Mentions: Chromatin modification by CpG methylation and/or histone deacetylation has been linked inevitably with transcriptional repression [49]. However, our data provide evidence for a positive correlation between DNA methylation/histone modification and PDPN transcription in MG63 cells, as in our hands, induction of this classical "active chromatin state" rather conferred deactivation of gene activity. More importantly, site-specific DNA methylation by no means lead to down-modulation of promoter activity. The theoretical possibility of a repressor binding to the promoter and being competed by DNA methylation in MG63 cells has to be excluded, because demethylated PDPN promoter (i.e. the pGL3-promoter luciferase constructs) was highly active in MG63 cells. In agreement with that, no repressor-DNA interactions could be identified in Saos-2 cells. The mechanistic principle underlying the observed phenomenon could be diverse: When treating MG63 cells with 5-azaCdR in combination with TSA, consecutive conformational changes of chromatin may hinder Sp-protein binding and lead to downregulation of PDPN transcription. Secondly, it is tempting to hypothesize that methylation-dependent protein-DNA interactions being able to stimulate transcription may exist (methylation dependent factor MDF, Fig. 10). For example, the zinc finger protein Kaiso has been found to bind to both, methylated and sequence-specific recognition sites, fulfilling repressive [50] or activating functions [51]. Here, we identify a completely different methylation scenario than has been observed in brain and lung alveolar type I cells of the rat [25]. In these cells, DNA methylation was detected at key site Sp.2 under podoplanin/T1α non-expressing conditions, whereas its transcription could be initiated by addition of methyltransferase-inhibitor. These findings may indicate that the switch between transcriptional silencing and expression of podoplanin in different tissues/organs could depend on varying epigenetic phenomena, apparently driven by basal Sp1/Sp3 activation at conserved promoter sites. Studies using additional cell lines that constitutively or upon stimulation express podoplanin are ongoing to better understand the effect of methylation on this type of promoter. Preliminary data are pointing at again different methylation patterns in other cell lines. Moreover, altered histone modification patterns of the PDPN promoter chromatin have to be considered, as this process is intimately connected with DNA methylation [52]. Presumably, diverse regulatory pathways are mediating these epigenetic patterns in different cell types or even species.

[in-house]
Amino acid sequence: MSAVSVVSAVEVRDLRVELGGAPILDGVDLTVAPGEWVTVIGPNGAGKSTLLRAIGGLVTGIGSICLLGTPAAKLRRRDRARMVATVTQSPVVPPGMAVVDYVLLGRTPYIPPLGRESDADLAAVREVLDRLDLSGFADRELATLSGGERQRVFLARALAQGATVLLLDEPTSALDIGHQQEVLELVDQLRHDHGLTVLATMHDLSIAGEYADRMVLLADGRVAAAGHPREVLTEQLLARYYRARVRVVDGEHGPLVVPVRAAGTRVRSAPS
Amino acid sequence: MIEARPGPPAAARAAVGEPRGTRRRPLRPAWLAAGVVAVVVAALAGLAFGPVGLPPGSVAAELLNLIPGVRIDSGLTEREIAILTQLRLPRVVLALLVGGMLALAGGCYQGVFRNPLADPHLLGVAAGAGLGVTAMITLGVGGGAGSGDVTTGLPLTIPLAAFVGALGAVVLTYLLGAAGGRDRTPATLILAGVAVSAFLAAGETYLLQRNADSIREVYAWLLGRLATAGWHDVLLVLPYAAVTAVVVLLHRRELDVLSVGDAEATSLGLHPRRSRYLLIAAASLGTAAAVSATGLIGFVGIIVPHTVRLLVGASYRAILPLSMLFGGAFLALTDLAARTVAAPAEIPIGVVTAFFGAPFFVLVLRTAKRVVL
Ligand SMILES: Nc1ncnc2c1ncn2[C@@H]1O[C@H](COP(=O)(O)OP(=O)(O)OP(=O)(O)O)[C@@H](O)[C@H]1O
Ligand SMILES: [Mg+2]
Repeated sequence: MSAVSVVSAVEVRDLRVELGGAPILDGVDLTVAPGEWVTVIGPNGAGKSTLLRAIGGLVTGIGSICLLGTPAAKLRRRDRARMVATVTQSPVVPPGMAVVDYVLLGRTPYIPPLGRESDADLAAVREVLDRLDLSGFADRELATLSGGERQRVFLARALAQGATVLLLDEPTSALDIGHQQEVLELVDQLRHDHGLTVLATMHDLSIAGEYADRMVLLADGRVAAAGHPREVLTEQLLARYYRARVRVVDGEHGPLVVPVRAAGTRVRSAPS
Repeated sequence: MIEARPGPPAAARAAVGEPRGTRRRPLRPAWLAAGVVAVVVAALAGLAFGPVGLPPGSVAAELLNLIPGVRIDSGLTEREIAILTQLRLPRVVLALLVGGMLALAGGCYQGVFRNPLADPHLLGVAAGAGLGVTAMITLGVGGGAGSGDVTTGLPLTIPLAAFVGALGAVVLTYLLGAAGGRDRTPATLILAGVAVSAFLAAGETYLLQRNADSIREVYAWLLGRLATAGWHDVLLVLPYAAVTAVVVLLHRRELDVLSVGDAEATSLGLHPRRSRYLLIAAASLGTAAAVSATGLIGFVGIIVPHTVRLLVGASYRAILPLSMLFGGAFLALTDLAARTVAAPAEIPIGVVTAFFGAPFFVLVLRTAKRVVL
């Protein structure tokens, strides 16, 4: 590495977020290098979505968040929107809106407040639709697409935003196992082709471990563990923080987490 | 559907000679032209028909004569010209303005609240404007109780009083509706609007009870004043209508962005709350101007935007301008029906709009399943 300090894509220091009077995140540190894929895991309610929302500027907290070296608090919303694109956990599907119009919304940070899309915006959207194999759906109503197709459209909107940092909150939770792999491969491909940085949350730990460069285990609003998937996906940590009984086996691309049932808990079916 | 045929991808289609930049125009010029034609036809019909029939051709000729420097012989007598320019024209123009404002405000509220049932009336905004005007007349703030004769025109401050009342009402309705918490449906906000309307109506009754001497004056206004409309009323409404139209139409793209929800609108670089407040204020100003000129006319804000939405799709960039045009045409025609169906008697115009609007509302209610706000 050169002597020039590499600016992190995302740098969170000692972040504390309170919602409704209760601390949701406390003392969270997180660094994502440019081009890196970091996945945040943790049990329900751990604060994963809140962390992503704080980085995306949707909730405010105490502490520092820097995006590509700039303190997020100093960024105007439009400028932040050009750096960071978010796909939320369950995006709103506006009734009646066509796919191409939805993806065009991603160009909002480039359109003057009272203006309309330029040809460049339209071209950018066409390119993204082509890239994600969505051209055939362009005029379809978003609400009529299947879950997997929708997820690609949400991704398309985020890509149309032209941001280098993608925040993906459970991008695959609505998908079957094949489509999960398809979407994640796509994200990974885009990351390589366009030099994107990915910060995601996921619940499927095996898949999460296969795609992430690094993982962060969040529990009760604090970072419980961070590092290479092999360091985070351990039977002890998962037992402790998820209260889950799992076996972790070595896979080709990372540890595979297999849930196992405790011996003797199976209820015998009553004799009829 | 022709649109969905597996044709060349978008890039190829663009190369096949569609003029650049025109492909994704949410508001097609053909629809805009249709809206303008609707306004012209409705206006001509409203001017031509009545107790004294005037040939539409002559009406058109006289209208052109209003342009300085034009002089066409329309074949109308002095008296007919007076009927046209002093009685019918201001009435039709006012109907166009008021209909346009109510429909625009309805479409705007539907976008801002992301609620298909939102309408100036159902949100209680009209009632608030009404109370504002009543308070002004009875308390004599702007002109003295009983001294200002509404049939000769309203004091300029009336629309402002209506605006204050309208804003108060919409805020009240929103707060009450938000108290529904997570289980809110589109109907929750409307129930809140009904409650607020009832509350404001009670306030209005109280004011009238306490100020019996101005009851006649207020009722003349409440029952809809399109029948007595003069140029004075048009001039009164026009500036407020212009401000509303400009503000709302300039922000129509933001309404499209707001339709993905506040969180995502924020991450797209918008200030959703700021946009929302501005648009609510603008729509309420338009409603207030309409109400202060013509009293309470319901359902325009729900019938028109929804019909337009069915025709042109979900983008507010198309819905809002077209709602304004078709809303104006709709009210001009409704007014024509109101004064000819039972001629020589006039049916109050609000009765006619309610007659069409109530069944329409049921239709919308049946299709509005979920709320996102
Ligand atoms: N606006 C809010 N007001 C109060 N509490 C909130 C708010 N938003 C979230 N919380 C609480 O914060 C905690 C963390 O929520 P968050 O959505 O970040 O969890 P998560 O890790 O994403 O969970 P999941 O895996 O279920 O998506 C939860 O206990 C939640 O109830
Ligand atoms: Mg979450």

Sp1/Sp3 and DNA-methylation contribute to basal transcriptional activation of human podoplanin in MG63 versus Saos-2 osteoblastic cells.

Hantusch B, Kalt R, Krieger S, Puri C, Kerjaschki D - BMC Mol. Biol. (2007)

Possible model of transcriptional control of podoplanin expression in MG63 versus Saos-2 cells. The PDPN promoter is active, when, accompanied by distal hypermethylation, several factors accumulate near Sp1/Sp3 proteins bound at sites bp -700/-696 (Sp1.4) and bp -100/-95 (Sp1.2). A factor located downstream from bp -38 and associated with Sp1/Sp3 bound to site Sp.1 may exert a repressive effect. The arrow indicates the major transcription start site; the small vertical bars indicate the CpG sites; the diamonds indicate the CpG sites analyzed in this study; fp, footprint detected protein; MDF, methylation dependent factor.
© Copyright Policy - open-access
Related In: Results  -  Collection

License
Show All Figures
getmorefigures.php?uid=PMC1828165&req=5

Figure 10: Possible model of transcriptional control of podoplanin expression in MG63 versus Saos-2 cells. The PDPN promoter is active, when, accompanied by distal hypermethylation, several factors accumulate near Sp1/Sp3 proteins bound at sites bp -700/-696 (Sp1.4) and bp -100/-95 (Sp1.2). A factor located downstream from bp -38 and associated with Sp1/Sp3 bound to site Sp.1 may exert a repressive effect. The arrow indicates the major transcription start site; the small vertical bars indicate the CpG sites; the diamonds indicate the CpG sites analyzed in this study; fp, footprint detected protein; MDF, methylation dependent factor.